Wednesday, March 18, 2015
Book Design: eBook Formating
Book design is one of those things you don't notice when it's done right, but it screams at you when it's done wrong.
A while ago, I opened an ebook and was knocked back- not in a good way. It didn't have any indents or paragraph breaks. The book was one long paragraph. I tried reading it, I really did but I gave up less than half way through. The formatting bugged the crap out of me.
I'm currently reading an ebook that has odd formatting. The dialogue and any short paragraphs between the dialogue are formatted beautifully. I love those parts. The expositions, however, are block paragraphs. They have white space between them, but for some reason, those paraphrases aren't indented and they're so long.
The ebook has pages of just block text. It's such a pain to read. It's hard to really get into those parts. I have to push through, purposefully ignoring them.
I'm a skimmer, even in books. I know, it's terrible. I'll read dialogues and short paragraphs, but when it comes to long descriptions and narrations, I tend to skim that. This book has some travel scenes where nothing happens. I skim it. It's hard to skim when the entire page is one long paragraph.
I don't have the patience to sit through a scene I don't find interesting. For this book, because of the formatting, skimming means not fully reading entire pages. Don't feel like I'm missing anything either. Block paragraphs have their place in ebooks. I don't think they belong in fiction. Feels too much like I'm reading something for school.
How To Write For the 21st Century Reader: 6 Tips to Modernize Your Prose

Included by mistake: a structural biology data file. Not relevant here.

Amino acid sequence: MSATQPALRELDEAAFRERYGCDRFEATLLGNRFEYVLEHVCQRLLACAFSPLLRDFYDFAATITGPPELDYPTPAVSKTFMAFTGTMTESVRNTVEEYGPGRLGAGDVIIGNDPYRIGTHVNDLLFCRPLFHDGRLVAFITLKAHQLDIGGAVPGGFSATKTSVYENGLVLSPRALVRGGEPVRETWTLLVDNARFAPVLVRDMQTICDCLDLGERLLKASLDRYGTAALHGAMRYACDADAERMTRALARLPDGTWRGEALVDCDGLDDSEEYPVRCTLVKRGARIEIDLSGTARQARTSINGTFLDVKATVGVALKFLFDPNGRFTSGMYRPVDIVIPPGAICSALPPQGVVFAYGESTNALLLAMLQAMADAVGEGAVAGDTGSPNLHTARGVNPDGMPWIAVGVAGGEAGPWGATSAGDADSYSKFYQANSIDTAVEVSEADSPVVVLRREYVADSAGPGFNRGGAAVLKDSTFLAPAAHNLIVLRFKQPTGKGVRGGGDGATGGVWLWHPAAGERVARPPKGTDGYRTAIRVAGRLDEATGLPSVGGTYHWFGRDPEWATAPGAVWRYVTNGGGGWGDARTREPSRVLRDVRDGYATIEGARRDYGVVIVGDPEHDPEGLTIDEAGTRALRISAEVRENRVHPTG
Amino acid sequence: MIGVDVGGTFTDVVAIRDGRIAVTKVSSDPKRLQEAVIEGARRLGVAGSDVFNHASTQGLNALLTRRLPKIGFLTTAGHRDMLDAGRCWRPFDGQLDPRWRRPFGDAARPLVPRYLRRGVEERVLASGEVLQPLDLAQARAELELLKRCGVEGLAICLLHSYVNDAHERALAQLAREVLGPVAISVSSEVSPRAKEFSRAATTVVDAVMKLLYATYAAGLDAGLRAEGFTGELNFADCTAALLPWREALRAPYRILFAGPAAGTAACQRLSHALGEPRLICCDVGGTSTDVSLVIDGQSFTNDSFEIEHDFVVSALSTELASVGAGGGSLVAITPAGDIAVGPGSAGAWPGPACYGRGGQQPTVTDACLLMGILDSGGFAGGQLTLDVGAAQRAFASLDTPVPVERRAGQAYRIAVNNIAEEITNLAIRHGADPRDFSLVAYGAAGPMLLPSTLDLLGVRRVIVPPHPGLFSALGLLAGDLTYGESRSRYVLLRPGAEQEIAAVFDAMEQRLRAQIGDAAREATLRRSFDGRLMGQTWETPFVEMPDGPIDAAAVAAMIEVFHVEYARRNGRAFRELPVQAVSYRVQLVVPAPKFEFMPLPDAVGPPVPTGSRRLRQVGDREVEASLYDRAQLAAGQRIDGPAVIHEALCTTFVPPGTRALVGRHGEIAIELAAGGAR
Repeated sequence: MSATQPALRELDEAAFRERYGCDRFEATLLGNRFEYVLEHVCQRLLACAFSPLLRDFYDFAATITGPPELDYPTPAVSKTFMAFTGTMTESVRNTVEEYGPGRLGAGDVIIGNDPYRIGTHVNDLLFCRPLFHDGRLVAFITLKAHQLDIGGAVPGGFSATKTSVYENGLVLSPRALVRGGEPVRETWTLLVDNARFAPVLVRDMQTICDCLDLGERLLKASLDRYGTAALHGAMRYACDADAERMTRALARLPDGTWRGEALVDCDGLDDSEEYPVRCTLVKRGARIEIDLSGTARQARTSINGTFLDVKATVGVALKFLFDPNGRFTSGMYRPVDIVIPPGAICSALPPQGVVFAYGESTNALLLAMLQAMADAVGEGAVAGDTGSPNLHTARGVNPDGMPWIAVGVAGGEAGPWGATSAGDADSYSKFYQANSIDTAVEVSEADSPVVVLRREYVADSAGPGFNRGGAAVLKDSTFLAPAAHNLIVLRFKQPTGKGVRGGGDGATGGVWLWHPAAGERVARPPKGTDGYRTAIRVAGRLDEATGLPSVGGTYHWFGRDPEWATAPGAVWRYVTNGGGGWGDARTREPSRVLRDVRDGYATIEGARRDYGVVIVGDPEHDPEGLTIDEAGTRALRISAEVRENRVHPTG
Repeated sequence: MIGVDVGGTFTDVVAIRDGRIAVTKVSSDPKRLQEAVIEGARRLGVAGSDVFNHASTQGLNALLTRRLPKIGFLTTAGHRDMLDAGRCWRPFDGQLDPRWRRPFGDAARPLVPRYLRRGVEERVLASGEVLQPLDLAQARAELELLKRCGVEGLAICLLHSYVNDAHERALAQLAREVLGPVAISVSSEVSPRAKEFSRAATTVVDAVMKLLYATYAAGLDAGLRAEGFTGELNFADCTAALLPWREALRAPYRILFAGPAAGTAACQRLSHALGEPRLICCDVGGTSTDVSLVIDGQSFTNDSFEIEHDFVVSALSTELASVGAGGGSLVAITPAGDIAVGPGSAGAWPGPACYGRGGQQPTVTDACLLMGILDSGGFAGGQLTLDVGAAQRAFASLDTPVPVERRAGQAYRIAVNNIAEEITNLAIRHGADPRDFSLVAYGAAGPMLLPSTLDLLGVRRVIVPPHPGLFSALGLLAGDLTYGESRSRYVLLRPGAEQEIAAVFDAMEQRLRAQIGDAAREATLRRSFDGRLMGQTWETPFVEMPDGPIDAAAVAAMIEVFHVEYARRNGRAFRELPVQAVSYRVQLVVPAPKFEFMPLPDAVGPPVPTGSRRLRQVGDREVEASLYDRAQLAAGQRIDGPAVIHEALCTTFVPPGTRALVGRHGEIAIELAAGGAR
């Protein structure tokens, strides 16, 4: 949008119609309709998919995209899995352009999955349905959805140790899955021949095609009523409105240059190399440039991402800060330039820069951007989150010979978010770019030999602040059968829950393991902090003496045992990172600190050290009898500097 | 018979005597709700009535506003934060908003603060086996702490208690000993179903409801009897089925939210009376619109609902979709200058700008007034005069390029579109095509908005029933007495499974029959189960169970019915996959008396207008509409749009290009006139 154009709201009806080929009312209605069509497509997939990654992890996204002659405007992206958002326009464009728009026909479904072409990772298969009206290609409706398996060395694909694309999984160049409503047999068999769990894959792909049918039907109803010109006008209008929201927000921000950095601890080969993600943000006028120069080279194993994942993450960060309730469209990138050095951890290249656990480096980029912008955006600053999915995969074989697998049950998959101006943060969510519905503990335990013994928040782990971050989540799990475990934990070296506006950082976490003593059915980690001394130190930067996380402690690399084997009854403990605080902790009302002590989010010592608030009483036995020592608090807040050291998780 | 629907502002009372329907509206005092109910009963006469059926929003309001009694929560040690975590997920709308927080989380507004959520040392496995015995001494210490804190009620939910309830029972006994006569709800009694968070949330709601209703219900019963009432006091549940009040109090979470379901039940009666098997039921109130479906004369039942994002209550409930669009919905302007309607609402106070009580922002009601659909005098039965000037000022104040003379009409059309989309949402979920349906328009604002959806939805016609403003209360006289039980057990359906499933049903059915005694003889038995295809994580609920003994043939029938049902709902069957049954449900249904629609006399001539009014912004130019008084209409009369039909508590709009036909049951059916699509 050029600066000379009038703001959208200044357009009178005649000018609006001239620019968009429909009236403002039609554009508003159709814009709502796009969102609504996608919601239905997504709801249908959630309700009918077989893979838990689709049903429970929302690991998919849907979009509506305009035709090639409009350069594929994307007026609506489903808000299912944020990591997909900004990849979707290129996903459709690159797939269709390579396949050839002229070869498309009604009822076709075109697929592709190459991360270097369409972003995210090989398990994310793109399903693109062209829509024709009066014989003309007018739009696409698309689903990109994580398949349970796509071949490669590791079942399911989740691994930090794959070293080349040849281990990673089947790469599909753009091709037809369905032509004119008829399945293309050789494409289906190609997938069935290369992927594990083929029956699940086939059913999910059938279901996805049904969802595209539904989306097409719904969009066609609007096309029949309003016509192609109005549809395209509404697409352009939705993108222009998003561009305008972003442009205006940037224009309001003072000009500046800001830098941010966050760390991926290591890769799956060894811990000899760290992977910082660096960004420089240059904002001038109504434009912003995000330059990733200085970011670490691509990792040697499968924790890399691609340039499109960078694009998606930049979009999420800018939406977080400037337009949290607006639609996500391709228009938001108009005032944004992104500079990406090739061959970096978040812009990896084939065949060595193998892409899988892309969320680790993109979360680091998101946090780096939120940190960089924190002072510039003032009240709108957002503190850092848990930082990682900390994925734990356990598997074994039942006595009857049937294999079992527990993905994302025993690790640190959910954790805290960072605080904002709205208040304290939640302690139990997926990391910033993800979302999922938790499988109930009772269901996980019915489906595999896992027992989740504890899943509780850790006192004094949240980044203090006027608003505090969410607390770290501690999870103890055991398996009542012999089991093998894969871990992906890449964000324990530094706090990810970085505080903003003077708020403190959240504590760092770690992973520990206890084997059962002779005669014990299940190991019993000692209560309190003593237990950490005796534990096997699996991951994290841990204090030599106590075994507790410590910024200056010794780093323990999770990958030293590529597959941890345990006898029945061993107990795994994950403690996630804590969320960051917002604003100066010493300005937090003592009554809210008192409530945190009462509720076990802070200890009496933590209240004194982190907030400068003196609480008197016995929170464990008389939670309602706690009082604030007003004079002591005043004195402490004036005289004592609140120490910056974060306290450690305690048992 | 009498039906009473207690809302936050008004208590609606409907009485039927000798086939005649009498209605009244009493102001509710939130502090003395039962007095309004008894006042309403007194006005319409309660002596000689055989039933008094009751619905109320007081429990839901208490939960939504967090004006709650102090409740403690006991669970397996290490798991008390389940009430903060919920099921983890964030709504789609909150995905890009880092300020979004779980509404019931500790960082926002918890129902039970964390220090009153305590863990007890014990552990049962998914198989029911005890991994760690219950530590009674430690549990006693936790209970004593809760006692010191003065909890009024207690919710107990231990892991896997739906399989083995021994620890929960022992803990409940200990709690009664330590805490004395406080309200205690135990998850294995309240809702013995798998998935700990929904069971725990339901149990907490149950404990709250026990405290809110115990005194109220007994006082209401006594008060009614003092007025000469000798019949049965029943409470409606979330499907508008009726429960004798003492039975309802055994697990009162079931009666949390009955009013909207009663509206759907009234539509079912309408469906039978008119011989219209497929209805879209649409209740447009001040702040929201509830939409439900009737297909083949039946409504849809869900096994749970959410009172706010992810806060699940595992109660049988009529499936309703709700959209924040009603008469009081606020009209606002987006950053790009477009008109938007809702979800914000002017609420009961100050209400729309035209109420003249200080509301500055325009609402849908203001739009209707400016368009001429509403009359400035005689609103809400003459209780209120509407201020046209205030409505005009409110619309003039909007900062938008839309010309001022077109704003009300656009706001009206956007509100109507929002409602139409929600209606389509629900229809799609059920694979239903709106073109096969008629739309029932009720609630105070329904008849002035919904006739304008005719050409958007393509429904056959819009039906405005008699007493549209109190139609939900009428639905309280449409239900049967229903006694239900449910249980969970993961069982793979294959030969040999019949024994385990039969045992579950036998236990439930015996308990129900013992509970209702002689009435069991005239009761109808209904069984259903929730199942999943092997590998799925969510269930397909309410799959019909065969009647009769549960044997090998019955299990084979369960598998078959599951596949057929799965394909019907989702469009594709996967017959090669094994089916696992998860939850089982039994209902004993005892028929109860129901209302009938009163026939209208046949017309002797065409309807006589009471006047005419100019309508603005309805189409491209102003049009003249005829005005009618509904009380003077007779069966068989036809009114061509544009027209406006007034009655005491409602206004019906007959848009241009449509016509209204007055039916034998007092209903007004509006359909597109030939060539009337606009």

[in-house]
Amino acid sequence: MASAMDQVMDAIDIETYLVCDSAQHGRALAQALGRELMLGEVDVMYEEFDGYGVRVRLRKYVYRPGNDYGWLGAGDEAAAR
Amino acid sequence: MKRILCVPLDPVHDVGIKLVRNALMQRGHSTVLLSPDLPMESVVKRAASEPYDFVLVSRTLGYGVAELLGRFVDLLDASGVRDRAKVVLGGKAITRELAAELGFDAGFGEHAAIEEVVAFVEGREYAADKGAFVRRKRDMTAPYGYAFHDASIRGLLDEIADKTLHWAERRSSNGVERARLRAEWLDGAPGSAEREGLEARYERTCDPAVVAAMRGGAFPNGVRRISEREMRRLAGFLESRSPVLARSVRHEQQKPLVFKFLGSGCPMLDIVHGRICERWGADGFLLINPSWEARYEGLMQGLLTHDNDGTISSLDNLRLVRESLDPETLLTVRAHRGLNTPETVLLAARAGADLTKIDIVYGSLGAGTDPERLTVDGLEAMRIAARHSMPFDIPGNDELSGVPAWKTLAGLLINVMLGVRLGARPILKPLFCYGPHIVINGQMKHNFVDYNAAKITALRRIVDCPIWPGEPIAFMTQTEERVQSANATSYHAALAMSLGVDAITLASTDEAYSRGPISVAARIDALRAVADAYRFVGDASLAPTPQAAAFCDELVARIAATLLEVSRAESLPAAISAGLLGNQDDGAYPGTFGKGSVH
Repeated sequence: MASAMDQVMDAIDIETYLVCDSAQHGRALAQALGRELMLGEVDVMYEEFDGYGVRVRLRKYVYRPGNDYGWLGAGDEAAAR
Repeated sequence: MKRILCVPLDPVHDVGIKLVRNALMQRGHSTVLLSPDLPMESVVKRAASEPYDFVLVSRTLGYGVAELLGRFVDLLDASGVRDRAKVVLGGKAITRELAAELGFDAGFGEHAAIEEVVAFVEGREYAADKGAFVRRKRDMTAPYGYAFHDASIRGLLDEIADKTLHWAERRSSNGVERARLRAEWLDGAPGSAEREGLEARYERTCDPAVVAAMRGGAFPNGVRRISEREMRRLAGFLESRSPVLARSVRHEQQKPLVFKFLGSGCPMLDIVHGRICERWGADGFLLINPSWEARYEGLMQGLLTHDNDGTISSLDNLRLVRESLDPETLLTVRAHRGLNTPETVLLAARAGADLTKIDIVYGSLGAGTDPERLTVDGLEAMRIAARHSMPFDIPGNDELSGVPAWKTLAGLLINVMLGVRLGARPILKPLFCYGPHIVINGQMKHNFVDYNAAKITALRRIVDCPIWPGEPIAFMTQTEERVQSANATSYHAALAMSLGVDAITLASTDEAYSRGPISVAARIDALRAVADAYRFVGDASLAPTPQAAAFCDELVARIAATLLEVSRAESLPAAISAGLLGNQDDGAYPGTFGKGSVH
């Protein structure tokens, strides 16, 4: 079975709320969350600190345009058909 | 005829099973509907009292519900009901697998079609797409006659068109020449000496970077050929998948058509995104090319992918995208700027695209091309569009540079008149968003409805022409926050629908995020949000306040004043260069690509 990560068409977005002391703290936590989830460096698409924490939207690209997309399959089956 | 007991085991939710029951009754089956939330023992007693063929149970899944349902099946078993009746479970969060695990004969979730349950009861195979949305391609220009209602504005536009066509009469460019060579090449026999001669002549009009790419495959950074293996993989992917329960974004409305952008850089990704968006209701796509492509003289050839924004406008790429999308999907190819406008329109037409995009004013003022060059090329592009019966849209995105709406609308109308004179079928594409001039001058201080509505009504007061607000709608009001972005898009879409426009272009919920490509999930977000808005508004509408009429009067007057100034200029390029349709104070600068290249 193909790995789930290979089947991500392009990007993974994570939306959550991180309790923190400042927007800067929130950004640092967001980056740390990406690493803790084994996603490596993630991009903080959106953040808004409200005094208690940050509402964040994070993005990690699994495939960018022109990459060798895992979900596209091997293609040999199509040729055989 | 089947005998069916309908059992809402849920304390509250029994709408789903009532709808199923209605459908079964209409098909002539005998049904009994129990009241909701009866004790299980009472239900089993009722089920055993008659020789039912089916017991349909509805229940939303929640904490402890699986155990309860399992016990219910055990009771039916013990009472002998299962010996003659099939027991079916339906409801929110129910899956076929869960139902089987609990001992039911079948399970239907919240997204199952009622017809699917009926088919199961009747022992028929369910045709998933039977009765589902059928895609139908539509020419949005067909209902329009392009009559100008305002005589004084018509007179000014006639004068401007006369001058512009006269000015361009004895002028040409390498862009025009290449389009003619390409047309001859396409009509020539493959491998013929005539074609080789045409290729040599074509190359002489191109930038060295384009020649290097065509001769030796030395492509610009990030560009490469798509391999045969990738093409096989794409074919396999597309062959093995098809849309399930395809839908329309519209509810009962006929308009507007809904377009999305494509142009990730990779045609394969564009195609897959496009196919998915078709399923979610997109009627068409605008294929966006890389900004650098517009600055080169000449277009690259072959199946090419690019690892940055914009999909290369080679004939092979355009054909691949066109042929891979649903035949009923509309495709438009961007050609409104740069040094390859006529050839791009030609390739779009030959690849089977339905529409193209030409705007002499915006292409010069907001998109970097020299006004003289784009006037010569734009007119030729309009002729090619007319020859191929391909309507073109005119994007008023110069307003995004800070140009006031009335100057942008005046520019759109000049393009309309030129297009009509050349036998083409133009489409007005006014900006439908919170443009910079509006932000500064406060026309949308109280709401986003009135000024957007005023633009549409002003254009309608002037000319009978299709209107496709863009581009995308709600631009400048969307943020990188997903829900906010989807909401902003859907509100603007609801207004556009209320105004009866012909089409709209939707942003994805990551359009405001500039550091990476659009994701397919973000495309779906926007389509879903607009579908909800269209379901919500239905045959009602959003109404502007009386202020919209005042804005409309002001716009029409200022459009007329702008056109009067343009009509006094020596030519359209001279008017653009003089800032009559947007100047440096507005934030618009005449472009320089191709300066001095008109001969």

White space is magic. Not just for books. Even blogging advice says to keep paragraphs short and break up long posts with images. Look at the behemoths that are the last 4 Harry Potter books. They were about 1,000 pages each yet it didn't feel like I was reading a long book. White space helps with readability.
Book interior design goes with having a professional looking cover. Poorly formatted ebooks, at least to me, scream self-published. Although self-publishing isn't looked down on like it used to be, the "self-published feel" is still something you want to avoid. You want your book to stand beside those from traditional publishers. You put just as much work into your book.
On the other hand, I was having problems with indents disappearing when I previewed my book on
I'm wondering if poor formatting bothers me because I know too much about book design. What do you think? Do readers/reviewers care about formatting. Although the book I'm currently reading is poorly formatted, I'm still reading it. The story's pretty good.
But, I doubt I'll buy another book by this author. I stick by the statement I made at the beginning. You don't notice formatting when it's done right. It pulls you out of the story when it's done wrong.
BookBaby: eBook Formatting: How to Properly Indent Paragraphs
David Gaughran: Formatting
The Book Designer: How to Publish Your eBook from Word to Kindle in under Ten Minutes
The Book Designer: 3 Keys to Beautiful Book Pages
The Book Designer: Does Book Design Really Matter?
JA Konrath: Ebook Parts
Auden is a dark fantasy author. As a kid, she created her own books by folding several construction papers in half and stapling them down the middle, adding her own illustrations. No matter how hard she tried, she couldn’t get away from writing. Darkness and dark thing have always fascinated her.